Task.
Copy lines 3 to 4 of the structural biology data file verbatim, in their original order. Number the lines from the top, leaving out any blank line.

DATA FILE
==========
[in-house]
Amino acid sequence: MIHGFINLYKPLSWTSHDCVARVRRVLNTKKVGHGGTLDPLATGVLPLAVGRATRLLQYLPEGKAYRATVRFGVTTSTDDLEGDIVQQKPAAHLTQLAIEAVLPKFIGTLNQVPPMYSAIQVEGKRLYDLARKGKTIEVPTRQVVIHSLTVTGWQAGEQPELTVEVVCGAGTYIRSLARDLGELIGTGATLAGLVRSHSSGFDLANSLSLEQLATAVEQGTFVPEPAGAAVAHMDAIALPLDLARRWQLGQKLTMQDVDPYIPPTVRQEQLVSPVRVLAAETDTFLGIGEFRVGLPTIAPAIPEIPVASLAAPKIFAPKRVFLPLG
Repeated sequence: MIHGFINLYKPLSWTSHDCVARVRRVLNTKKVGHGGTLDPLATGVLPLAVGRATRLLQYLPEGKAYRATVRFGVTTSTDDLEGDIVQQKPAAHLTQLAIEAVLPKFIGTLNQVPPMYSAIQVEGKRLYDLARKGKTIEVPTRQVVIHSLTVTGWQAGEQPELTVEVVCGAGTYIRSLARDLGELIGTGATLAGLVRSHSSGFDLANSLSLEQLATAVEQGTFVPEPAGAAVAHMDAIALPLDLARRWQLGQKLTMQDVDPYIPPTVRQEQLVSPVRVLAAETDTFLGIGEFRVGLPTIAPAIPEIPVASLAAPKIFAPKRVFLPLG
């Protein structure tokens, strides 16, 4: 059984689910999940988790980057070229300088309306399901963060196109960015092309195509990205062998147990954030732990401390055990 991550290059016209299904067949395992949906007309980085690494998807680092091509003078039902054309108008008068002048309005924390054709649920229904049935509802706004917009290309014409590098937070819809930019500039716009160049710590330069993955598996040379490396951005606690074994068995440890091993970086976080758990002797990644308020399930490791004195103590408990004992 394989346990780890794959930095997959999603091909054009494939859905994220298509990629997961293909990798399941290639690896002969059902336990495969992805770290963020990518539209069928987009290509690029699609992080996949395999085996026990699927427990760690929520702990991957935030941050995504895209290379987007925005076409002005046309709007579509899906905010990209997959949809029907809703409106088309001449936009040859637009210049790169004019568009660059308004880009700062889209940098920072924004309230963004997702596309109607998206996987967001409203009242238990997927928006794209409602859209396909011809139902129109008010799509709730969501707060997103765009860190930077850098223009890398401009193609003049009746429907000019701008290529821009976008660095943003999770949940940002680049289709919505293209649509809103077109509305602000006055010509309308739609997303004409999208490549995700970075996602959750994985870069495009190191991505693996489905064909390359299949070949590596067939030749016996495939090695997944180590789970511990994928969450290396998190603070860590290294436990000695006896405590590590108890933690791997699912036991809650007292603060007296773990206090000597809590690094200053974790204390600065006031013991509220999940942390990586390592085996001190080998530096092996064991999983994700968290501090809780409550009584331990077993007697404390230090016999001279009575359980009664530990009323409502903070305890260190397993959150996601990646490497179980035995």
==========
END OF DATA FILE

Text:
Repeated sequence: MIHGFINLYKPLSWTSHDCVARVRRVLNTKKVGHGGTLDPLATGVLPLAVGRATRLLQYLPEGKAYRATVRFGVTTSTDDLEGDIVQQKPAAHLTQLAIEAVLPKFIGTLNQVPPMYSAIQVEGKRLYDLARKGKTIEVPTRQVVIHSLTVTGWQAGEQPELTVEVVCGAGTYIRSLARDLGELIGTGATLAGLVRSHSSGFDLANSLSLEQLATAVEQGTFVPEPAGAAVAHMDAIALPLDLARRWQLGQKLTMQDVDPYIPPTVRQEQLVSPVRVLAAETDTFLGIGEFRVGLPTIAPAIPEIPVASLAAPKIFAPKRVFLPLG
């Protein structure tokens, strides 16, 4: 059984689910999940988790980057070229300088309306399901963060196109960015092309195509990205062998147990954030732990401390055990 991550290059016209299904067949395992949906007309980085690494998807680092091509003078039902054309108008008068002048309005924390054709649920229904049935509802706004917009290309014409590098937070819809930019500039716009160049710590330069993955598996040379490396951005606690074994068995440890091993970086976080758990002797990644308020399930490791004195103590408990004992 394989346990780890794959930095997959999603091909054009494939859905994220298509990629997961293909990798399941290639690896002969059902336990495969992805770290963020990518539209069928987009290509690029699609992080996949395999085996026990699927427990760690929520702990991957935030941050995504895209290379987007925005076409002005046309709007579509899906905010990209997959949809029907809703409106088309001449936009040859637009210049790169004019568009660059308004880009700062889209940098920072924004309230963004997702596309109607998206996987967001409203009242238990997927928006794209409602859209396909011809139902129109008010799509709730969501707060997103765009860190930077850098223009890398401009193609003049009746429907000019701008290529821009976008660095943003999770949940940002680049289709919505293209649509809103077109509305602000006055010509309308739609997303004409999208490549995700970075996602959750994985870069495009190191991505693996489905064909390359299949070949590596067939030749016996495939090695997944180590789970511990994928969450290396998190603070860590290294436990000695006896405590590590108890933690791997699912036991809650007292603060007296773990206090000597809590690094200053974790204390600065006031013991509220999940942390990586390592085996001190080998530096092996064991999983994700968290501090809780409550009584331990077993007697404390230090016999001279009575359980009664530990009323409502903070305890260190397993959150996601990646490497179980035995």